Setting Up Temporary Day Care Guidelines 

As local day care centers and schools close, many working adults, especially healthcare workers, first responders, or other essential personnel, are left without reliable child care. Christian ministries are stepping forward to fill this gap during the coronavirus pandemic. If your ministry has the desire and capability to help in this unique way, you should consider the following points to protect your people and the children in your care.


  • Ideally, churches will be able to rely on volunteers and staff who have already gone through recommended screening procedures (i.e., application form, reference checks, background check, and interview). At a minimum, churches should consider screening volunteers with a background check if feasible, and an application form that asks about criminal history and any prior incidents of abuse or misconduct.
  • Churches should implement safety and supervision policies that both follow the church’s established procedures and state and local requirements for child care operations. Churches should ensure that at least two screened adults are always present when supervising children or youth.
  • Volunteers who have been sick with any illness within the past 14 days or live with someone who is ill during the same time period should not be permitted to volunteer.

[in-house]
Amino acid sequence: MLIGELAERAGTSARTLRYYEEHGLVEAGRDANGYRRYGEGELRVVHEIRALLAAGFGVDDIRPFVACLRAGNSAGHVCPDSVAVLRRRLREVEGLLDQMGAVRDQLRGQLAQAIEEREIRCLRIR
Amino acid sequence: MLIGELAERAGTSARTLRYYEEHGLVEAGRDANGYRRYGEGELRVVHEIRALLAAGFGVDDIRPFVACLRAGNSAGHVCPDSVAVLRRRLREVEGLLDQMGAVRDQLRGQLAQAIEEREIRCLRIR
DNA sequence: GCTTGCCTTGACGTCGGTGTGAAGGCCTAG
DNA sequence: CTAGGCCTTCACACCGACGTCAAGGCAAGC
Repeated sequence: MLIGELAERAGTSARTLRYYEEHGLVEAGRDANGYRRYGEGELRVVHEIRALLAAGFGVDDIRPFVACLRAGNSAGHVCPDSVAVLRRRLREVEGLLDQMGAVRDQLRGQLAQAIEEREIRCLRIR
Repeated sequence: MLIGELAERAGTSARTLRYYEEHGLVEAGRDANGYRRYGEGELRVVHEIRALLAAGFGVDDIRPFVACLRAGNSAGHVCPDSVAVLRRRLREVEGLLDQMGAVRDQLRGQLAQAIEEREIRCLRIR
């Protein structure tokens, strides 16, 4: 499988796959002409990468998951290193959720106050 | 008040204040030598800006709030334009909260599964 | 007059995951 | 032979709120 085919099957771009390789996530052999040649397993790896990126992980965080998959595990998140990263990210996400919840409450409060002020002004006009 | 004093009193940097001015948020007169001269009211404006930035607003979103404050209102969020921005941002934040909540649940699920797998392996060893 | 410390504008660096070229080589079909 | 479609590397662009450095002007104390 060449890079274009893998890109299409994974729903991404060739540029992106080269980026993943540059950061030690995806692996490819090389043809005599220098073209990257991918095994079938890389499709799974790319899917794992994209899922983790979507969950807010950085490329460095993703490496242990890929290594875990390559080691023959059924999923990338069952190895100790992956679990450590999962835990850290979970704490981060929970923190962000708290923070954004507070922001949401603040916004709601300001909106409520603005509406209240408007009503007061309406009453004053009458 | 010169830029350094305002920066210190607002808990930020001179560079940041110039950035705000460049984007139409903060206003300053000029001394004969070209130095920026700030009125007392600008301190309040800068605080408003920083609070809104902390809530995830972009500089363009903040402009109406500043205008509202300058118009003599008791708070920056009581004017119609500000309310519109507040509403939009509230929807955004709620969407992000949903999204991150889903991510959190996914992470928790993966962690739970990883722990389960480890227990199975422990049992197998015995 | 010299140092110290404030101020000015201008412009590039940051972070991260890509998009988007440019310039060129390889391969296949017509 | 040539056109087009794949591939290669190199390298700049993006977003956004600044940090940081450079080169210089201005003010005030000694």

• Churches that do not currently operate a day care but wish to operate a temporary one during the crisis period should consider working with a volunteer coordinator that has experience managing a child care operation.


If other entities that are requesting this service from the church (i.e. healthcare organizations that need child care for children of workers), it is recommended that any contract executed between those parties include an indemnification and hold harmless clause in favor of the church, as well as obtaining a certificate of insurance.


  • Sanitization procedures, serving of food, and dispensing of medication should follow guidelines as developed by a local department of health for child care operations.

Child Care Operations

  • Parents or guardians should complete a brief written application for child care services, with acknowledgment of their child meeting the appropriate health and illness criteria as mentioned within this document.
  • Child care operations should follow established social distancing policies.
  • Churches should implement a protocol of isolating a child when any symptoms of illness appear and develop a process to notify all workers and parents that their child was potentially exposed.
  • Should the church open their child care operation to members of the general community, information regarding the church’s policies and procedures should be provided to the parent or guardian of those children under care.


The information provided in this article is intended to be helpful, but it does not constitute legal advice and is not a substitute for the advice from a licensed attorney in your area. We strongly encourage you to regularly consult with a local attorney as part of your risk management program.

Posted March 30, 2020